Spirit of Intent
Can anyone tell where the Native Americans came from with their vocabulary.
To examine any language one has to use at least three languages to make a valid comparison. I was informed that the Algonquian language has Arabic words in it from a member of True West, that intrigued me so I thought that this would be a good time to explore some of the language in general, and include Native American language as well. Now I have to say, I didn’t know that the Arabic words were also found in the Algonquian language, if so, then I learned something new as well.
Mind you, I am not in the profession as a linguist, and will not try and profess that I am, so I check with one that is, and had that person read over my research and writing, and they didn’t see any problems with my presentation. With that said, here we go with my findings.
To do any form of Linguistics comparison correctly, one needs to use a vocabulary selection that has not been hand selected or hasn’t gone through changes over time, or even has some sort of vague resemblance when doing the comparison. Spelling can change over time, and definitions do change as society and culture change over time. For example the word ‘gay’ has a much different meaning today, say, as to when your parents used the word when they were youngsters.
Now if four or five words look similar, or you notice a pattern in the way they different from each other, the language may probably related. Let’s use some Germanic, Semitic, and Algonquian, and place two others on the list to show the great difference as well as similarities in all languages.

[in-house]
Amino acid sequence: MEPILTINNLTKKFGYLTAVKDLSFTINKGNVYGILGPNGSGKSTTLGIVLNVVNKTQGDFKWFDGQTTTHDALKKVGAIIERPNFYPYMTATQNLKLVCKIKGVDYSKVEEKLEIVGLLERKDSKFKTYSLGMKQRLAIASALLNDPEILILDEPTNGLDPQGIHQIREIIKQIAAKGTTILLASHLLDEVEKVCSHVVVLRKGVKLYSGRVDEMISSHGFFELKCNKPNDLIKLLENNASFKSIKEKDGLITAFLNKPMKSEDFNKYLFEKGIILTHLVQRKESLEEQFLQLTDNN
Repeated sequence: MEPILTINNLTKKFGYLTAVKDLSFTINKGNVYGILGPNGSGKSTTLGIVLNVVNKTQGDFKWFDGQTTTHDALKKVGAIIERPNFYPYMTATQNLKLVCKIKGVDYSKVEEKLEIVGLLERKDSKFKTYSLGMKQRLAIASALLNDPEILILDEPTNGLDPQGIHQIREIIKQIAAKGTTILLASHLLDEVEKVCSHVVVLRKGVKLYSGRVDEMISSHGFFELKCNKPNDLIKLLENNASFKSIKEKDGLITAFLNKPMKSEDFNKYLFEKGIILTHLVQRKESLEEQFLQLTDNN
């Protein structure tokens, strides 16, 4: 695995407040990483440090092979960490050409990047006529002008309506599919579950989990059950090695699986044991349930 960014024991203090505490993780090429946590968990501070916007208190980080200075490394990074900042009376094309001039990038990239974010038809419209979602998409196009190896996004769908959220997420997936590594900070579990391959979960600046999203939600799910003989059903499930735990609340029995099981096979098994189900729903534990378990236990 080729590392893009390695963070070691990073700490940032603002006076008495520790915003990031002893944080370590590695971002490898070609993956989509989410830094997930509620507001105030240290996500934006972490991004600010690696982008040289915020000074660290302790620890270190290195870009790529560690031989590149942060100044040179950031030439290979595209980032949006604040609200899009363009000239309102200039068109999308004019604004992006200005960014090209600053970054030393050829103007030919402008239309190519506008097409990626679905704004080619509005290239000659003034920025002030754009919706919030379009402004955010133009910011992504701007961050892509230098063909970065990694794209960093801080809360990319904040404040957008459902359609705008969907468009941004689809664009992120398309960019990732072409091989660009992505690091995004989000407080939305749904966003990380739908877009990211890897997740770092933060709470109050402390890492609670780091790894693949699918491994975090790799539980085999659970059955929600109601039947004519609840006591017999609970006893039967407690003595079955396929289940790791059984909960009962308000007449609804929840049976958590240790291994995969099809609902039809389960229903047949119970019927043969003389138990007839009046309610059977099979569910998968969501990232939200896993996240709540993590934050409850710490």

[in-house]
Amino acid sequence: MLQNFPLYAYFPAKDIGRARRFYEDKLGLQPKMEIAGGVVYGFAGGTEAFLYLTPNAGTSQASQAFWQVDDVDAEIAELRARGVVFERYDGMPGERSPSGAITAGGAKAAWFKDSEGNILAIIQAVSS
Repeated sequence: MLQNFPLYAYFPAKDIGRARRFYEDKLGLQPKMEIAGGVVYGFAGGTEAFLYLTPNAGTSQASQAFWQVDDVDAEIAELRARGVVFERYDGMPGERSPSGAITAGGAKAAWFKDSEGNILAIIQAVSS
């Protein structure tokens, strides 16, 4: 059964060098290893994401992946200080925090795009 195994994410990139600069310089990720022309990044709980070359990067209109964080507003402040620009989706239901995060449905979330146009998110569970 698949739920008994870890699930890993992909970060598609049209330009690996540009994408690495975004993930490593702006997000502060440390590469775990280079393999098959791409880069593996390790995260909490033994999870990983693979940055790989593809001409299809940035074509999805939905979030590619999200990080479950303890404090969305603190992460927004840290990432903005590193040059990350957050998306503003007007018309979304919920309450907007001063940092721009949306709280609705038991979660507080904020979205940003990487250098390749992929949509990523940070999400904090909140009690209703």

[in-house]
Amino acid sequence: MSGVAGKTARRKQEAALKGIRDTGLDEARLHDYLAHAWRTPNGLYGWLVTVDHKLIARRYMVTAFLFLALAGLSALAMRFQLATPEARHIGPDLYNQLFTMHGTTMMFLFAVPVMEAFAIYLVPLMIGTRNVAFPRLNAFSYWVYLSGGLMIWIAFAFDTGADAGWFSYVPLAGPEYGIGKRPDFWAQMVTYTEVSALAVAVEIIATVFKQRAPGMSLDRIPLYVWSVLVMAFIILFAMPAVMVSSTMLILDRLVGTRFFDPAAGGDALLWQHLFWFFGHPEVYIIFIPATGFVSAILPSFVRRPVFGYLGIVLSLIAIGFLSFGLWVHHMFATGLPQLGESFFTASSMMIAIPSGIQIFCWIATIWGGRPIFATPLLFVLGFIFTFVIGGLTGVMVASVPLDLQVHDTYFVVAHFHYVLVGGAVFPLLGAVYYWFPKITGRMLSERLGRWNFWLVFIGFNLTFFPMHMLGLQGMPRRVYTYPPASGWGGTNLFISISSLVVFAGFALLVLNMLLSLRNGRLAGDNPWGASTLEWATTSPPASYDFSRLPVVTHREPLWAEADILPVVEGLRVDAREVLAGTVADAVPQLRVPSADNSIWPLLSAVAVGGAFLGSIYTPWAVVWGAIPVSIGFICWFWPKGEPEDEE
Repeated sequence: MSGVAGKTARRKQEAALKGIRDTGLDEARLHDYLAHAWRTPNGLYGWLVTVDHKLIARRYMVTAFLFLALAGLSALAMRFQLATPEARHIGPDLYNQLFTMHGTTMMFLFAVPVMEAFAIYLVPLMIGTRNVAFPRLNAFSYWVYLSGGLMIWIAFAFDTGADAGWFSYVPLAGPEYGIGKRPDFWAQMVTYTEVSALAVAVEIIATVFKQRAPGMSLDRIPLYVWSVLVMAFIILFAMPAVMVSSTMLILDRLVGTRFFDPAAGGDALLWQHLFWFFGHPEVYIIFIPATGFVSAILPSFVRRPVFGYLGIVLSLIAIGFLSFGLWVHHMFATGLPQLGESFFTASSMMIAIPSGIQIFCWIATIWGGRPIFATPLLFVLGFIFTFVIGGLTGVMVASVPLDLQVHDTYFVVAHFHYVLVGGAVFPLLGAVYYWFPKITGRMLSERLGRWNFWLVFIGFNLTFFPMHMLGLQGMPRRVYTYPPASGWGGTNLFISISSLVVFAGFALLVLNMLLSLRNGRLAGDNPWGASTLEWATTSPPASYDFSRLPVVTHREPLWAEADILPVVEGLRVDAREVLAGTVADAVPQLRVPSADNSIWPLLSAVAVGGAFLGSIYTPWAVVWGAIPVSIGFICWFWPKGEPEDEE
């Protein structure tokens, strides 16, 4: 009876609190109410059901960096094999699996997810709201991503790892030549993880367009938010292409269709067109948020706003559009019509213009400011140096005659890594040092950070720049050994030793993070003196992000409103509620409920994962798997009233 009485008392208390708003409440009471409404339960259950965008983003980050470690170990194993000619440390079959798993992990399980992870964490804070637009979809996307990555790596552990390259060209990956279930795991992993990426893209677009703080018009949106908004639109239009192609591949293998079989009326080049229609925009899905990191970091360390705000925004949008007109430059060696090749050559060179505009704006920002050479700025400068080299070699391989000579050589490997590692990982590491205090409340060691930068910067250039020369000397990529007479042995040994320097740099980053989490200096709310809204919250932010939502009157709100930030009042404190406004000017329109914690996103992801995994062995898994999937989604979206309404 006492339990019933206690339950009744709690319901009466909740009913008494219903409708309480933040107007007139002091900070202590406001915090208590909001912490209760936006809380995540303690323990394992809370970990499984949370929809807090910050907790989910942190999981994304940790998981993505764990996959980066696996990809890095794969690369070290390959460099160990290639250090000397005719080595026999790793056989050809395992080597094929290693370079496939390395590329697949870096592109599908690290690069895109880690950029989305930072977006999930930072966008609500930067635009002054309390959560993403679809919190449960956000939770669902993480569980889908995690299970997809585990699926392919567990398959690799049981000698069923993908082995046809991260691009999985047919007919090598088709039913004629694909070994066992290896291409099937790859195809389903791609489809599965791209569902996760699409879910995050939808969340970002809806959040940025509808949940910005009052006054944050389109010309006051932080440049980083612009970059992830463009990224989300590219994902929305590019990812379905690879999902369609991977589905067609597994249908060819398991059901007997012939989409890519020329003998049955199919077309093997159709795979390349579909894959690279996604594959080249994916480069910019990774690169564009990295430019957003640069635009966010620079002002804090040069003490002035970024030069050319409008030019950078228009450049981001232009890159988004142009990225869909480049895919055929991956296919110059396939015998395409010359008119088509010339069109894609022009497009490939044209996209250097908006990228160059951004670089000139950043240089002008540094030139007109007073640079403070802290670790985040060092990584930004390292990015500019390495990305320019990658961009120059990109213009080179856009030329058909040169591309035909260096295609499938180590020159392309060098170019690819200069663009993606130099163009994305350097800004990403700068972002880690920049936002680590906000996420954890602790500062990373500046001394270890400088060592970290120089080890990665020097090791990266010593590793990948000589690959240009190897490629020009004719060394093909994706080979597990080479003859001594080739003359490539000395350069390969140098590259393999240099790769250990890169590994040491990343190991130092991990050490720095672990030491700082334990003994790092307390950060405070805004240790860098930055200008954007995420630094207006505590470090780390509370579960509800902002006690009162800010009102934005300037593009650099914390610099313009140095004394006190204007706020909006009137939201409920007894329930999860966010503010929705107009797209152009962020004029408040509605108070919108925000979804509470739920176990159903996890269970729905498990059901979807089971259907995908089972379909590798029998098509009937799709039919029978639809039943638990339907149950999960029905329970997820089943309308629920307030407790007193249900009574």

To get purity in a language from all the languages in this Linguist test we will use, one that doesn’t change over time, let use numbers. Numbers are as pure as one can get with language, as so, we will use one through five, as it is a good place to start.
Spanish uno dos tres cuatro cinco
German eins zwei dre fier funf
Dutch een twee dree feer feef
English one two three four five
Hebrew echad shtayim shalosh arba chamesh
Arabic wachid ithnan thalatha arba’a chamsa
Maltese weehet tbayn tleta erba hamsa
Ojibwe bezhig nizh nswee niwin nanan
Algonkin pejig nij niswi new nanan
Cree peyak niso nisto newo niyanan
Athabascan da1aa naki ta’a’gi dii’I ashdla’i
As you can see, Spanish isn’t related to anyone from the European continent, but German, Dutch and English are related to one another. Similar to one another is the Hebrew and Arabic language as well as the Maltese, yet different enough to make them distant cousins, where as the Germanic language are closer in their relationship. So too, is the Ojibwe language related to the Algonkin and Cree, but not even close is the Apache language to those from the same continent.
This was a small set up to check the linguistics of a small group of languages, but it is a formula for a larger scale to do ones research as to where languages came from, and who is related to whom.
Then on the other hand, if I did a comparison that many do, by say on the other hand, take an English word, say ‘seven’ and a Hebrew world ‘sheva,’ like those who wish to convince you, that English was related to Hebrew. Or if I had shown you only the Hebrew word, ‘shalosh,’ and the Arabic word, ‘thalatha,’ you might not have noticed they were more related than you new.
My wife who teaches English, Linguistics, Communications, and Grammar has always told her college students, ‘Never believe anyone who tries to prove linguistic relationship based on one or two hand-pick words that look or sound similar.
Now for those who are teachers of Linguistics, please do contact me and show me where I may have gone wrong on my work and presentation. As I said at the very beginning of this presentation, Linguistics is not my profession and I may have made an error, and one error can make a difference, then again maybe not.